Climate science misrepresented

"Shakespeare made a reckless ruler pull down his kingdom on his head, [and we are adding] a hundred and twenty excess parts per million of carbon dioxide in our atmosphere."

But it is generally acknowledged that it's horrifyingly ignorant to think that we can dial in a nice climate by turning the CO2 adjustment knob.  Indeed, the current and projected CO2 levels are at the very low end of the range for the last 600 million years.  Global temperature is also at the low end of that range.  More recently, we are at the low end of the temperature decline since the Holocene Optimum 8,000 years ago.  Backing up, the Eemian age 120,000 years ago was much warmer, and sea levels were 6 meters higher, and CO2 was around 280 ppm.

What is obvious is that the Earth will do exactly as it pleases, and we have no ability to predict that or, consequently, to control it.  We can influence it, usually but not always for the worse.  Furthermore, we have no idea if the current 15°C is the optimum climate.  Higher temperatures over the last 200,000 years have been associated with improvements in human welfare.  There has been no tipping point, not even at the P-T Extinction Event 250 million years ago, when the temperature briefly blipped past the previous 22°C lid (in effect for hundreds of millions of years) to at least 28°C.  More interestingly, there has been no tipping point on the downside, when Snowball Earth increased the albedo so drastically.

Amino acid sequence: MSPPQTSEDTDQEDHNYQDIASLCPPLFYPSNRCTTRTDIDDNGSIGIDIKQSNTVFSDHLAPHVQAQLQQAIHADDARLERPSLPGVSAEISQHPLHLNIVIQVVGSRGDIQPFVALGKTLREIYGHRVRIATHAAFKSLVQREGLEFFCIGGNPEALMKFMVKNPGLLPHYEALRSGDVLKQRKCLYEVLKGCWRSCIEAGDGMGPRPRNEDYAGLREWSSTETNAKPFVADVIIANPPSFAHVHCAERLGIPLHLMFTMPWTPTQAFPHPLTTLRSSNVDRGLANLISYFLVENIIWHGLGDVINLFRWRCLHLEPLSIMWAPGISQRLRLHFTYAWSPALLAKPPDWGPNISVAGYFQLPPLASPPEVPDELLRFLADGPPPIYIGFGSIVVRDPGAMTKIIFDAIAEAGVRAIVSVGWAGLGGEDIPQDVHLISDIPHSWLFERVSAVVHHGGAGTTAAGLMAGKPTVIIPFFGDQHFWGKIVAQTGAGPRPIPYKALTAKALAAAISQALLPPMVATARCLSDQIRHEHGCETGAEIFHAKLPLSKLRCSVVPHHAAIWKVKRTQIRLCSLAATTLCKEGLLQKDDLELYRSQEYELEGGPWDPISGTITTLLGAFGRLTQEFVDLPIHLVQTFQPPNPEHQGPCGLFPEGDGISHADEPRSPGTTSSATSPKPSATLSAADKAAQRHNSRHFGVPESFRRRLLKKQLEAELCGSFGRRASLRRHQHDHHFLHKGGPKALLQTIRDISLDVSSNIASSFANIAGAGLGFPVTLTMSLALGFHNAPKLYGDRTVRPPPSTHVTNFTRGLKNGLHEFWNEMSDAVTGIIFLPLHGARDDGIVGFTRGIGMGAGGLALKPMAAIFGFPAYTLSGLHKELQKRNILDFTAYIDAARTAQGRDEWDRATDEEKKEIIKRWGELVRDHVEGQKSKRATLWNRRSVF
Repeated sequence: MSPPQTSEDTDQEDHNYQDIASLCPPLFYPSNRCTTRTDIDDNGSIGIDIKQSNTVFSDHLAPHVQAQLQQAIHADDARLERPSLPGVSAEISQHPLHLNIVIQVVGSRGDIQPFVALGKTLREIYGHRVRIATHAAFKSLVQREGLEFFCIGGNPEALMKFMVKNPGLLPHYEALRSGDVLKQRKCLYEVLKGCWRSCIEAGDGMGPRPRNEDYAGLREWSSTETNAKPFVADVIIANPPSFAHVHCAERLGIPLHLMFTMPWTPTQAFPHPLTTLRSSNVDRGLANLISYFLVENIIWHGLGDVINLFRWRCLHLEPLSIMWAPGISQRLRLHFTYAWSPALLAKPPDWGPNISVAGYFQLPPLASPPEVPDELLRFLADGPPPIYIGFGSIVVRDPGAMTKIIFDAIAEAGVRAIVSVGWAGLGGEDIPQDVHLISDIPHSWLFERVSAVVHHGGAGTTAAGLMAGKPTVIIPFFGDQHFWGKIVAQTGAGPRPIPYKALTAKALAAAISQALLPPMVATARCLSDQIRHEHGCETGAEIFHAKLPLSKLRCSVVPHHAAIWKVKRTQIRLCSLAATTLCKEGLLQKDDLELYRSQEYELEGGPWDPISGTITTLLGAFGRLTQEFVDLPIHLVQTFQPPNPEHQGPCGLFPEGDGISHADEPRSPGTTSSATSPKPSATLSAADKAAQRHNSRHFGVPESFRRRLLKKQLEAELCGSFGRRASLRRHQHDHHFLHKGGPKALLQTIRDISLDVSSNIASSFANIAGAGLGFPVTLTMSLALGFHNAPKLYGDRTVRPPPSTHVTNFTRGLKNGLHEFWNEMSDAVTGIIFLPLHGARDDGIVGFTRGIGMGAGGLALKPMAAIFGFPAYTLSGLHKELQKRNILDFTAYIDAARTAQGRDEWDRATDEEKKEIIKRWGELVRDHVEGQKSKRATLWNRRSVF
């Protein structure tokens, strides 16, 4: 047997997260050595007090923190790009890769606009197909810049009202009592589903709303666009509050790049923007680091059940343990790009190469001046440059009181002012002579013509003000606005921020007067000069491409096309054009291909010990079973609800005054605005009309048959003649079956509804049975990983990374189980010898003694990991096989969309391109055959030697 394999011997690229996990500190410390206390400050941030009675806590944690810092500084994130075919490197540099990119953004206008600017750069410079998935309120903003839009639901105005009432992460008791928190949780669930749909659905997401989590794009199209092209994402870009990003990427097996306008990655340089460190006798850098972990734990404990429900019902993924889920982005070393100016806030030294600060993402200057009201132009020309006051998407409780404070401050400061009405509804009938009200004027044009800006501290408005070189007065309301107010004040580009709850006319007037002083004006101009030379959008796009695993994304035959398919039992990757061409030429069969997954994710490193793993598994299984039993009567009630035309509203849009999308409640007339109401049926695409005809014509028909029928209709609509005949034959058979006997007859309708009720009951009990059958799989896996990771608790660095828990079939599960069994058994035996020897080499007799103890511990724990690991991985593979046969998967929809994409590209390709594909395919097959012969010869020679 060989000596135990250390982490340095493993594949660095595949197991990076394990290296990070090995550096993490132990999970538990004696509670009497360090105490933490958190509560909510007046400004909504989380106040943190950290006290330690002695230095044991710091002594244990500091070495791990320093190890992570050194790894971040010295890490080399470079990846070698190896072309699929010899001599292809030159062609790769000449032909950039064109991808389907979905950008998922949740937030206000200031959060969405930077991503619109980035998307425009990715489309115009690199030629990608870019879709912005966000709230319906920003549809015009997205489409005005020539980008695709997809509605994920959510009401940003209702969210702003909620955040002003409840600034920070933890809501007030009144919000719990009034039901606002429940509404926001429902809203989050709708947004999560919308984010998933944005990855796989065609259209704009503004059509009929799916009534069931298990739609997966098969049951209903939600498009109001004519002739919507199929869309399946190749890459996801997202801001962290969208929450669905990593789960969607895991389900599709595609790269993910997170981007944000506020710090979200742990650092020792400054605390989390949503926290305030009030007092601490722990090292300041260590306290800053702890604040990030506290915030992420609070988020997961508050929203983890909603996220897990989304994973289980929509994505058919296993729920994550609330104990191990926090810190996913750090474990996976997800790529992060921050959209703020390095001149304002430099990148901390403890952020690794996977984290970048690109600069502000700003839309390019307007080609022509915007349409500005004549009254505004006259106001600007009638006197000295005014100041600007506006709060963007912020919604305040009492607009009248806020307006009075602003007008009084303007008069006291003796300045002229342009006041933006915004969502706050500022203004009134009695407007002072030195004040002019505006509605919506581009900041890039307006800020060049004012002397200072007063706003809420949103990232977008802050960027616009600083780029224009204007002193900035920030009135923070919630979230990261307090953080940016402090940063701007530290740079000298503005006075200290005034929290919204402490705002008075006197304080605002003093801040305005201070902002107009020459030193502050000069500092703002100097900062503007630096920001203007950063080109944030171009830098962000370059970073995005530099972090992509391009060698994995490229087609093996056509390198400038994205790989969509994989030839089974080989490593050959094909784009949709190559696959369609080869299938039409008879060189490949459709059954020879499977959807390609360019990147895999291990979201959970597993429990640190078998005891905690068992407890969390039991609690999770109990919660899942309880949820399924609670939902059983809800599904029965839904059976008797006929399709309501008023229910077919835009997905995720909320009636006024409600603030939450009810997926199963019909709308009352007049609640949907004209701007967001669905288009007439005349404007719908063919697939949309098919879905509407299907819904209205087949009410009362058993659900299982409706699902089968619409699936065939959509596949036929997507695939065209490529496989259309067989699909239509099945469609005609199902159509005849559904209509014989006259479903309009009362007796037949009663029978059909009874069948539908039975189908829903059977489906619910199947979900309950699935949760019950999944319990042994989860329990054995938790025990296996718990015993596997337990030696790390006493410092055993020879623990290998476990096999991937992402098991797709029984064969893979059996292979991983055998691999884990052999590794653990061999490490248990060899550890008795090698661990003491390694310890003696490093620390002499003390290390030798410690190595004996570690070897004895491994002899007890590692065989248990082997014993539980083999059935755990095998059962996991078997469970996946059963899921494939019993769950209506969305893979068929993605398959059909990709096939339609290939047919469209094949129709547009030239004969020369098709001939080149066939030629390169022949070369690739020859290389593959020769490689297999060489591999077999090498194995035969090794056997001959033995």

What is most readily apparent is the surprising stability of the Earth's temperature for the last half-billion years, given the increased solar output over that time, continental movements, changes in sea level of hundreds of meters...and change only from 285° Kelvin to 295°K, or ±2%.  In the last 12,000 years, it's ±1%.  In the last 6,000 years, it's ±0.7%.  No one has even attempted to explain that, and that's very disappointing.

Climate change is not a problem; it's a given.  CO2 mitigation is not a solution; it's a problem.  It's expensive, ineffective at best, and counterproductive at worst.  CO2 increase since 1950 has resulted in a 30% increase in agricultural production.  We should be in no rush to reverse that. 

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